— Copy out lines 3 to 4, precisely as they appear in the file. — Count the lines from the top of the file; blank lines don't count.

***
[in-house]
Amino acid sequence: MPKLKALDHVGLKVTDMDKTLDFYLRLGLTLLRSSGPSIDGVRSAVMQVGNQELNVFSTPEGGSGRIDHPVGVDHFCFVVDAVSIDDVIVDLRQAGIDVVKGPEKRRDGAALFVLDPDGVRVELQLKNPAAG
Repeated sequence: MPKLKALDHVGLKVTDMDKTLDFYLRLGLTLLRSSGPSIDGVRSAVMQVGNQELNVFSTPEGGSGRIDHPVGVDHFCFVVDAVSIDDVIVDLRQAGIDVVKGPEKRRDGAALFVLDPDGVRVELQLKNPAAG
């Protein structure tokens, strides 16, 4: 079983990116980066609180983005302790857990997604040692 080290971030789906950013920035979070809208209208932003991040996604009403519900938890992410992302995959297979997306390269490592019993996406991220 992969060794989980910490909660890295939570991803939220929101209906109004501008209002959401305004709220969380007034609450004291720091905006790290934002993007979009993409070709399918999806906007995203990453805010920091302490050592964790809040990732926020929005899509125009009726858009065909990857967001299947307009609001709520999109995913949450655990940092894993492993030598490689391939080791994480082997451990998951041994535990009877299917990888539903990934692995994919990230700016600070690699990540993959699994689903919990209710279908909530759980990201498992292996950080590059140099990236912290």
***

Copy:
Repeated sequence: MPKLKALDHVGLKVTDMDKTLDFYLRLGLTLLRSSGPSIDGVRSAVMQVGNQELNVFSTPEGGSGRIDHPVGVDHFCFVVDAVSIDDVIVDLRQAGIDVVKGPEKRRDGAALFVLDPDGVRVELQLKNPAAG
């Protein structure tokens, strides 16, 4: 079983990116980066609180983005302790857990997604040692 080290971030789906950013920035979070809208209208932003991040996604009403519900938890992410992302995959297979997306390269490592019993996406991220 992969060794989980910490909660890295939570991803939220929101209906109004501008209002959401305004709220969380007034609450004291720091905006790290934002993007979009993409070709399918999806906007995203990453805010920091302490050592964790809040990732926020929005899509125009009726858009065909990857967001299947307009609001709520999109995913949450655990940092894993492993030598490689391939080791994480082997451990998951041994535990009877299917990888539903990934692995994919990230700016600070690699990540993959699994689903919990209710279908909530759980990201498992292996950080590059140099990236912290």